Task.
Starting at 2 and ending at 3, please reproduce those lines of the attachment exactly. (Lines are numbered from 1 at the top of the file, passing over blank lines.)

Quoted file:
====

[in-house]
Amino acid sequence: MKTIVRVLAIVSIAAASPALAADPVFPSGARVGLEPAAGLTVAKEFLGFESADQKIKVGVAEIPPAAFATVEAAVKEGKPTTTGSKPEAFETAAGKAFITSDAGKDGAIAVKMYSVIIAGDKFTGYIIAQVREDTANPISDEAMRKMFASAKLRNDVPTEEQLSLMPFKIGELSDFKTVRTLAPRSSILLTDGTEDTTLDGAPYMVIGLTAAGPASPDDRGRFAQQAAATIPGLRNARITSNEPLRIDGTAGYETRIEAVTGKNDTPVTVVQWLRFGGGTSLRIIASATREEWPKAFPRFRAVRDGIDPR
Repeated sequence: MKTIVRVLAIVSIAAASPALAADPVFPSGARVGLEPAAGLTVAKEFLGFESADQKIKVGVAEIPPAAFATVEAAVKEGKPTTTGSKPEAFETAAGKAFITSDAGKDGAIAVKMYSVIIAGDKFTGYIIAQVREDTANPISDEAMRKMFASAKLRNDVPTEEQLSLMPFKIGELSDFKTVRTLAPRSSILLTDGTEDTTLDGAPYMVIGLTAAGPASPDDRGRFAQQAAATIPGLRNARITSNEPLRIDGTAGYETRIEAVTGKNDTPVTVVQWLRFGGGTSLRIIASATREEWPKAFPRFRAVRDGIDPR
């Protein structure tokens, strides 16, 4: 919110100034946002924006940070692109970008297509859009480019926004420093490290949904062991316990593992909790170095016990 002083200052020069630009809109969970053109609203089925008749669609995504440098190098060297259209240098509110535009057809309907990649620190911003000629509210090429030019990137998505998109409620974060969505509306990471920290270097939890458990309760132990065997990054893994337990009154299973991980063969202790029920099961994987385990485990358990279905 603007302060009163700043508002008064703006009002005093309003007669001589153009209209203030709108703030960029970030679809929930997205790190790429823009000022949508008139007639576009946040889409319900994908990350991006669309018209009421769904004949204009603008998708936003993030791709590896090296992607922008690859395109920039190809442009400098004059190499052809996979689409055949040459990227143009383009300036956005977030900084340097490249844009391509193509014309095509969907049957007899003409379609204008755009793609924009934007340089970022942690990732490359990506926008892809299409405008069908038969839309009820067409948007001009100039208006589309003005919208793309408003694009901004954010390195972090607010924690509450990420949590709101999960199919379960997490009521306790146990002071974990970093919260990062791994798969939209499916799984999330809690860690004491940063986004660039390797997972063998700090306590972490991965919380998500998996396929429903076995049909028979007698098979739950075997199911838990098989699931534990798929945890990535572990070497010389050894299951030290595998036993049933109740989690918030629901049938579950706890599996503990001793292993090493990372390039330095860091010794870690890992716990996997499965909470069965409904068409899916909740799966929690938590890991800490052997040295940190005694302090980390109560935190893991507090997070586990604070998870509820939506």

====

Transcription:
Amino acid sequence: MKTIVRVLAIVSIAAASPALAADPVFPSGARVGLEPAAGLTVAKEFLGFESADQKIKVGVAEIPPAAFATVEAAVKEGKPTTTGSKPEAFETAAGKAFITSDAGKDGAIAVKMYSVIIAGDKFTGYIIAQVREDTANPISDEAMRKMFASAKLRNDVPTEEQLSLMPFKIGELSDFKTVRTLAPRSSILLTDGTEDTTLDGAPYMVIGLTAAGPASPDDRGRFAQQAAATIPGLRNARITSNEPLRIDGTAGYETRIEAVTGKNDTPVTVVQWLRFGGGTSLRIIASATREEWPKAFPRFRAVRDGIDPR
Repeated sequence: MKTIVRVLAIVSIAAASPALAADPVFPSGARVGLEPAAGLTVAKEFLGFESADQKIKVGVAEIPPAAFATVEAAVKEGKPTTTGSKPEAFETAAGKAFITSDAGKDGAIAVKMYSVIIAGDKFTGYIIAQVREDTANPISDEAMRKMFASAKLRNDVPTEEQLSLMPFKIGELSDFKTVRTLAPRSSILLTDGTEDTTLDGAPYMVIGLTAAGPASPDDRGRFAQQAAATIPGLRNARITSNEPLRIDGTAGYETRIEAVTGKNDTPVTVVQWLRFGGGTSLRIIASATREEWPKAFPRFRAVRDGIDPR